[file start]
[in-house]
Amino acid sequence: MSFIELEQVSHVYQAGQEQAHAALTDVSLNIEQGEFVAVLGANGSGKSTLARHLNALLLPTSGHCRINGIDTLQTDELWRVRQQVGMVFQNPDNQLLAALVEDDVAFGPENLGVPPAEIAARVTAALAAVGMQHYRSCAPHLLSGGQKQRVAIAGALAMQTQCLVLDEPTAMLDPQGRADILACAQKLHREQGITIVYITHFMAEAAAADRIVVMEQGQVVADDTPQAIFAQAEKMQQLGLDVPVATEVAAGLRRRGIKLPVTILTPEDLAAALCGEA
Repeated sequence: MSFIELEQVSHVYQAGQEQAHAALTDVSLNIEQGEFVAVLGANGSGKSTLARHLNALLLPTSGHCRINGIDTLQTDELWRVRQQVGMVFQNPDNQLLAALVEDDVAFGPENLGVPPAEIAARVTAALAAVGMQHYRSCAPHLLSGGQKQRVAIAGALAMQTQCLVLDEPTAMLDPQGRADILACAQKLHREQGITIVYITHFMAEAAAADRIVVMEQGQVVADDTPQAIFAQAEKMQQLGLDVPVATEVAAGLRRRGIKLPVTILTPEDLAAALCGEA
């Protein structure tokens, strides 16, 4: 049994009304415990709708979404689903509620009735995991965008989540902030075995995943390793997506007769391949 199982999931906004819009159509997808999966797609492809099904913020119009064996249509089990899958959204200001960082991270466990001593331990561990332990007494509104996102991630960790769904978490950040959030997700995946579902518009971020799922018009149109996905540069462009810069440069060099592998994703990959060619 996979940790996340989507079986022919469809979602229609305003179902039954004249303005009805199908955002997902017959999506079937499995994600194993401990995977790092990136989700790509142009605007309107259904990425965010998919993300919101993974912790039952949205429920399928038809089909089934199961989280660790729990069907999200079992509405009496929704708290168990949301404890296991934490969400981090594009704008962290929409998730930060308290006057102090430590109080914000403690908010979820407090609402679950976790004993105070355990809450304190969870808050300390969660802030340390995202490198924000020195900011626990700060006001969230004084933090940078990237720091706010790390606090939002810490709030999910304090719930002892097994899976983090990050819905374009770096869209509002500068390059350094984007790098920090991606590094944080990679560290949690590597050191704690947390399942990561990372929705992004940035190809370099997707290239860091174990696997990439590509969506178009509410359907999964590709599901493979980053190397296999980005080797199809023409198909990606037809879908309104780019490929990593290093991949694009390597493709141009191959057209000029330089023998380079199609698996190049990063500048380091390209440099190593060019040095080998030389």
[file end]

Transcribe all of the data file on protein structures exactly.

[in-house]
Amino acid sequence: MSFIELEQVSHVYQAGQEQAHAALTDVSLNIEQGEFVAVLGANGSGKSTLARHLNALLLPTSGHCRINGIDTLQTDELWRVRQQVGMVFQNPDNQLLAALVEDDVAFGPENLGVPPAEIAARVTAALAAVGMQHYRSCAPHLLSGGQKQRVAIAGALAMQTQCLVLDEPTAMLDPQGRADILACAQKLHREQGITIVYITHFMAEAAAADRIVVMEQGQVVADDTPQAIFAQAEKMQQLGLDVPVATEVAAGLRRRGIKLPVTILTPEDLAAALCGEA
Repeated sequence: MSFIELEQVSHVYQAGQEQAHAALTDVSLNIEQGEFVAVLGANGSGKSTLARHLNALLLPTSGHCRINGIDTLQTDELWRVRQQVGMVFQNPDNQLLAALVEDDVAFGPENLGVPPAEIAARVTAALAAVGMQHYRSCAPHLLSGGQKQRVAIAGALAMQTQCLVLDEPTAMLDPQGRADILACAQKLHREQGITIVYITHFMAEAAAADRIVVMEQGQVVADDTPQAIFAQAEKMQQLGLDVPVATEVAAGLRRRGIKLPVTILTPEDLAAALCGEA
């Protein structure tokens, strides 16, 4: 049994009304415990709708979404689903509620009735995991965008989540902030075995995943390793997506007769391949 199982999931906004819009159509997808999966797609492809099904913020119009064996249509089990899958959204200001960082991270466990001593331990561990332990007494509104996102991630960790769904978490950040959030997700995946579902518009971020799922018009149109996905540069462009810069440069060099592998994703990959060619 996979940790996340989507079986022919469809979602229609305003179902039954004249303005009805199908955002997902017959999506079937499995994600194993401990995977790092990136989700790509142009605007309107259904990425965010998919993300919101993974912790039952949205429920399928038809089909089934199961989280660790729990069907999200079992509405009496929704708290168990949301404890296991934490969400981090594009704008962290929409998730930060308290006057102090430590109080914000403690908010979820407090609402679950976790004993105070355990809450304190969870808050300390969660802030340390995202490198924000020195900011626990700060006001969230004084933090940078990237720091706010790390606090939002810490709030999910304090719930002892097994899976983090990050819905374009770096869209509002500068390059350094984007790098920090991606590094944080990679560290949690590597050191704690947390399942990561990372929705992004940035190809370099997707290239860091174990696997990439590509969506178009509410359907999964590709599901493979980053190397296999980005080797199809023409198909990606037809879908309104780019490929990593290093991949694009390597493709141009191959057209000029330089023998380079199609698996190049990063500048380091390209440099190593060019040095080998030389």